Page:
As we cel­e­brate this year’s bounty from the ap­ple or­chard, Genevieve Taylor pre­pares three fresh and tasty de­lights

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Au­tumn in an ap­ple or­chard brings sim­ple plea­sures. Leaves fade with the tints of the sea­son, branches grow heavy with ripe fruit and the air fills with an earthy scent – a com­bi­na­tion of trees yield­ing their bounty and the gen­tle de­cay of plants pre­par­ing for win­ter.

The ar­rival of the ap­ple crop as sum­mer gives way to au­tumn stirs a nos­tal­gia for the tra­di­tions of har­vest: cider-mak­ing, pre­serv­ing, bak­ing ap­ple pies and crum­bles, and get­ting ready for win­ter by hoard­ing and stor­ing. Tra­di­tions that were es­tab­lished and evolved by gen­er­a­tions of Bri­tain’s farm­ers, gar­den­ers and cooks.


Thanks to the ded­i­ca­tion of Vic­to­rian gar­den­ers, Bri­tain once cul­ti­vated more va­ri­eties of ap­ple than any­where else in the world: more than 2,000 types of ap­ples with all sorts of tastes, tex­tures, shapes and sizes. For eat­ing, there were Pit­mas­ton Pineap­ples, Rib­ston Pippins or the Lax­ton’s Su­perb, a red-flushed, sweet, crisp dessert ap­ple. For cook­ing and juic­ing, the Al­fris­ton was a large, sharp ap­ple that made won­der­ful juices and smooth purées, or the How­gate Won­der, a su­per-sized cooker that was great for pies and tarts. Ev­ery va­ri­ety was bred to en­hance dif­fer­ent prop­er­ties for a range of uses.

To­day we im­port over 70% of the ap­ples we con­sume and a quick glance around the su­per­mar­ket shelves re­veals much about our lim­ited choice, with the Bram­ley be­ing the only cooker on of­fer, along with a hand­ful of sim­i­lar- tast­ing eat­ing ap­ples. Things are start­ing to change, though. There has been a surge in in­ter­est among con­sumers in both Bri­tish pro­duce and its sea­son­al­ity. Also, com­mu­nity or­chards are spring­ing up across the coun­try where groups of peo­ple plant and nur­ture fruit trees on oth­er­wise un­used land.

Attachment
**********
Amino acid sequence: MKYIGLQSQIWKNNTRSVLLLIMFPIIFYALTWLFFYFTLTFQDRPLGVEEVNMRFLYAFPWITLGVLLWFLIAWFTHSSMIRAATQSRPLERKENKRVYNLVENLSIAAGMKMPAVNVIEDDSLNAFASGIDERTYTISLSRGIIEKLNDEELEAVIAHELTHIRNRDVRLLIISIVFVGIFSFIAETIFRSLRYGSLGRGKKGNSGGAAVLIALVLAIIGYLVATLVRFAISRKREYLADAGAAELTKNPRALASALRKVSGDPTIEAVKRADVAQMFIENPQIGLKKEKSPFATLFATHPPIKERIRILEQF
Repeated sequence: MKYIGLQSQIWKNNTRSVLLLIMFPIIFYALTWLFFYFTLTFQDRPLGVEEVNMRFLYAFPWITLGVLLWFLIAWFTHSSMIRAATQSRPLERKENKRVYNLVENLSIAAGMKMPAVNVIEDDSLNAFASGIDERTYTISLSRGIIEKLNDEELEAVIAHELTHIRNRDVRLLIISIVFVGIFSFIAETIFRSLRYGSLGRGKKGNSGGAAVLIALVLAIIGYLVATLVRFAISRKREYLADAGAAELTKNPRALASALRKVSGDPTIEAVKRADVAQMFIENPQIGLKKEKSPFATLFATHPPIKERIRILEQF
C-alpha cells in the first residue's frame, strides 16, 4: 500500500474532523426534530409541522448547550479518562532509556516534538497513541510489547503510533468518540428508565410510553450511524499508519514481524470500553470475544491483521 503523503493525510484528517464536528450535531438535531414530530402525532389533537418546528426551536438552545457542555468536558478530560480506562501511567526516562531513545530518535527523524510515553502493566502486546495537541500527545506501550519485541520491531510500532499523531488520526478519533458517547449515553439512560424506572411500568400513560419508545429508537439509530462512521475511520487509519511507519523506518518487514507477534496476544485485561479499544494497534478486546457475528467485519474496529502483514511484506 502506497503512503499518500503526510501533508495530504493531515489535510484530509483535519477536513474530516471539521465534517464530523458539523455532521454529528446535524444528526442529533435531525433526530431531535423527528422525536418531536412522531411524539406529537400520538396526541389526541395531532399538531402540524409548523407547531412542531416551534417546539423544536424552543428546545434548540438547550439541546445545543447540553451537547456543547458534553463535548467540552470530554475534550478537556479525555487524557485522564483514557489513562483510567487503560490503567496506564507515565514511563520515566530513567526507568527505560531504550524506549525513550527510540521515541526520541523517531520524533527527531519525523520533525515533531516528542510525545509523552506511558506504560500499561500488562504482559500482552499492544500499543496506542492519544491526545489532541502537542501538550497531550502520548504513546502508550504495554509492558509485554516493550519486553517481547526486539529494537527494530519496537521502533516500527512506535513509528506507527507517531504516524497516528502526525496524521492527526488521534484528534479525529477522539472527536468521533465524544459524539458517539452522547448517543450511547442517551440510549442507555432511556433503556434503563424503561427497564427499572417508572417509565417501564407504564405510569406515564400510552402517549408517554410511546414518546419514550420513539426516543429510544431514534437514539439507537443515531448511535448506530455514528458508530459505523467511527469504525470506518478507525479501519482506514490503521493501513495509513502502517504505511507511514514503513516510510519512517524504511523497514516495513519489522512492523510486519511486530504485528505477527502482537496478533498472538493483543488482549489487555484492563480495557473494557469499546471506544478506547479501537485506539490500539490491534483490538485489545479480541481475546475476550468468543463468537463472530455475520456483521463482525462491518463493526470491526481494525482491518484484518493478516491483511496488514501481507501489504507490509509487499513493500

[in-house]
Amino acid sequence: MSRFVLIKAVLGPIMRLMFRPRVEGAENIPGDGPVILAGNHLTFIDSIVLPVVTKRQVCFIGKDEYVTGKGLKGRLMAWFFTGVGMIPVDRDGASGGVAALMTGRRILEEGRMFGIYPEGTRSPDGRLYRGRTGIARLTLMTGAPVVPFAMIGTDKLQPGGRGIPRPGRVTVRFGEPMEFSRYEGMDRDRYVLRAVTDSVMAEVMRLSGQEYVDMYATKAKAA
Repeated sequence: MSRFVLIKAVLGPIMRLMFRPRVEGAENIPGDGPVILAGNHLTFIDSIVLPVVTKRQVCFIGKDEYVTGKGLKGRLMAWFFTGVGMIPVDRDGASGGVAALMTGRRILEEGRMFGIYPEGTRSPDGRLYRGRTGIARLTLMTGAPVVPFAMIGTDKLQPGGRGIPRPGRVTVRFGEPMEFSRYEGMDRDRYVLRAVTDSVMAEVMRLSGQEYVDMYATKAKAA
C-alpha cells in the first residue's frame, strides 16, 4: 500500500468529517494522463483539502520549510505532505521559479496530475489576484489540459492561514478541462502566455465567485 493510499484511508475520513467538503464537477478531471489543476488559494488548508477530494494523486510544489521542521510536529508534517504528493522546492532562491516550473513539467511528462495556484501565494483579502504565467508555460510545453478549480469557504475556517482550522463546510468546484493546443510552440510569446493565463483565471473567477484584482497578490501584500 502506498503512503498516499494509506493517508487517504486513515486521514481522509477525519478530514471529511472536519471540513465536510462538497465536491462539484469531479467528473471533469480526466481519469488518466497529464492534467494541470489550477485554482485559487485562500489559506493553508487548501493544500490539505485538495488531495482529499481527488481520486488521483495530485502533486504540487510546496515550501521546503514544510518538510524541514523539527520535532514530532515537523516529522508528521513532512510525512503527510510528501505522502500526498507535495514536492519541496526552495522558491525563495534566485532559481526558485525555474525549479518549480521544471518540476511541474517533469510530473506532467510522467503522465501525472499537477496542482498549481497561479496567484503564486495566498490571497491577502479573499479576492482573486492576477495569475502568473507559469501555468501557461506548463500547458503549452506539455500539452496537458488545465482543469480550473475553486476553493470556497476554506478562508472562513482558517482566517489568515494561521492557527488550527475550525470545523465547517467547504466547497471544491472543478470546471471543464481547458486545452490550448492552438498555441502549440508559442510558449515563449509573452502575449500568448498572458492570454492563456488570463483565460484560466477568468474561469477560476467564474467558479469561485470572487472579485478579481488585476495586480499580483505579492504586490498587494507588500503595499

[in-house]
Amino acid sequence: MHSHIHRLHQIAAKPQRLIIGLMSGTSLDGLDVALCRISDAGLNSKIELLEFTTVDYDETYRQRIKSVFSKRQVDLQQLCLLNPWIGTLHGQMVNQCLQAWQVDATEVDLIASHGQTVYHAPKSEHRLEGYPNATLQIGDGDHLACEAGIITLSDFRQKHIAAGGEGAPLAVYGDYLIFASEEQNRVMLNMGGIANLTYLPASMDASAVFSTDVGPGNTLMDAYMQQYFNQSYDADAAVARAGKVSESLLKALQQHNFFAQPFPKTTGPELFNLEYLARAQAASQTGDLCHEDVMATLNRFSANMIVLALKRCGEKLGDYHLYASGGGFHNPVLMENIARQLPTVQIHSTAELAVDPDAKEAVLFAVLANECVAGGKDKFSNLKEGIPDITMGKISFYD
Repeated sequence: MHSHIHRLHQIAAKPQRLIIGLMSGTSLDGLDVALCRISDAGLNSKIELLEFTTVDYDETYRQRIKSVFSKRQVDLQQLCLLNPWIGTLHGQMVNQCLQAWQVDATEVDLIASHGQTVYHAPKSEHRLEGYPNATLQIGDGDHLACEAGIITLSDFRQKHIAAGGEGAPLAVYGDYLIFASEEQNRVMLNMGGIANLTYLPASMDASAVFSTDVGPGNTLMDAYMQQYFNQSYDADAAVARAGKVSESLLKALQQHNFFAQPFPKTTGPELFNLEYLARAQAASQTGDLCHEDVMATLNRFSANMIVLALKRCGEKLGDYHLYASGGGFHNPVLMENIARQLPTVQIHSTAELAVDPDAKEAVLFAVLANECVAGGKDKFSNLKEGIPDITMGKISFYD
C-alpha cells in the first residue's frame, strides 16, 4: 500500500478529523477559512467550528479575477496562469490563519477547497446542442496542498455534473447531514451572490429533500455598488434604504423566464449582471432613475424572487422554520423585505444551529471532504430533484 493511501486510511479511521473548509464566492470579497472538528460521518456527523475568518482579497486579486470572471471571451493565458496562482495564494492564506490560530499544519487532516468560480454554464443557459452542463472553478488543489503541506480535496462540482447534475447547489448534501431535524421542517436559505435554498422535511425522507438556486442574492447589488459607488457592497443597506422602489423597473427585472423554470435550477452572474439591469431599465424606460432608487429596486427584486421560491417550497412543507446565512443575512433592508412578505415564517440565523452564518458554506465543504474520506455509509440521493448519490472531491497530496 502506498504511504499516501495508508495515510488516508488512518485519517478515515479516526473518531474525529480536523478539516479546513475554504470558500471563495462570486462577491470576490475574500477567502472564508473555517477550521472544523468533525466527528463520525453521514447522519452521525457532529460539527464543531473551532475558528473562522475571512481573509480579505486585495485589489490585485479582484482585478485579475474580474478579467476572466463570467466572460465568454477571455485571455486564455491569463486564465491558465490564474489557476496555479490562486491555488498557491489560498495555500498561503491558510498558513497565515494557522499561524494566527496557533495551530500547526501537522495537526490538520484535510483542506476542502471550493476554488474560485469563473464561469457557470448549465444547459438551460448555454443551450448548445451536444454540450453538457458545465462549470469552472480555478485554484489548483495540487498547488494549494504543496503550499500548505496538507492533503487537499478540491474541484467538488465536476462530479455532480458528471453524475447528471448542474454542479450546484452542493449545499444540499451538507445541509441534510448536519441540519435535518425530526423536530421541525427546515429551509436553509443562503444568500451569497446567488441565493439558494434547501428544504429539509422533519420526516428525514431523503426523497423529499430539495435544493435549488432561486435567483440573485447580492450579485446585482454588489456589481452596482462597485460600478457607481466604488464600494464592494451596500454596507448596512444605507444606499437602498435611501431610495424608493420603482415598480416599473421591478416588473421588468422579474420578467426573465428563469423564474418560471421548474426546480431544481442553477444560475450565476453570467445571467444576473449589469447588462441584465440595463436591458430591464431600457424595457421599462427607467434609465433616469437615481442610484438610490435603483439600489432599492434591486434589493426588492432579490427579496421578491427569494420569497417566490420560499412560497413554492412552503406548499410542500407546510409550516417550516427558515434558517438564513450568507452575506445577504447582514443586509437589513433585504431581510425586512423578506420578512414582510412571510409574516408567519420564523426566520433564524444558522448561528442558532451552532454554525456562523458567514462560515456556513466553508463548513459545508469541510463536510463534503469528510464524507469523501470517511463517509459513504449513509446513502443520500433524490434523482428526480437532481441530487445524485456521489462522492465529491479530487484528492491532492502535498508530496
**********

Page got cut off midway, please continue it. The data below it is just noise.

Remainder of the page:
The Uni­ver­sity of Bris­tol Her­itage Or­chard at Gold­ney Hall is not a new or­chard, but it is a ver­dant oa­sis in the heart of the city that is now us­ing its crop to help the neigh­bour­hood. Orig­i­nally planted by the mer­chant Thomas Gold­ney III in 1744, it still grows five his­tor­i­cal va­ri­eties (see ‘Tra­di­tional Ap­ple Va­ri­eties’, p56). Si­mone Jacobs, hor­ti­cul­tural ad­vi­sor at the uni­ver­sity, co­or­di­nates the Ap­ple Project to re­duce waste and find char­i­ties and com­mu­nity hubs for the Her­itage Or­chard’s an­nual har­vest.

As well as its ob­vi­ous his­tor­i­cal and eco­log­i­cal im­por­tance, the or­chard is also forg­ing strong links be­tween the stu­dents and the com­mu­nity. Last year, stu­dents dis­trib­uted ap­ples grown in the or­chard to sev­eral good causes, in­clud­ing the Wild Goose Café, which pro­vides meals for the home­less in east Bris­tol, and the Matthew Tree Project, a char­ity that pro­vides food to those in need.

To cel­e­brate Bri­tish ap­ple sea­son, and the va­ri­eties we once en­joyed in the har­vest, I’ve put to­gether three recipes us­ing ap­ples grown in the Her­itage Or­chard: a pre­serve for stor­ing over win­ter, a salad for the sea­son’s last warm days and a hearty pud­ding for when sum­mer has drifted away again for an­other year.

As sum­mer gives way to au­tumn, Genevieve Taylor har­vests ap­ples at the Uni­ver­sity of Bris­tol Her­itage Or­chard at Gold­ney Hall

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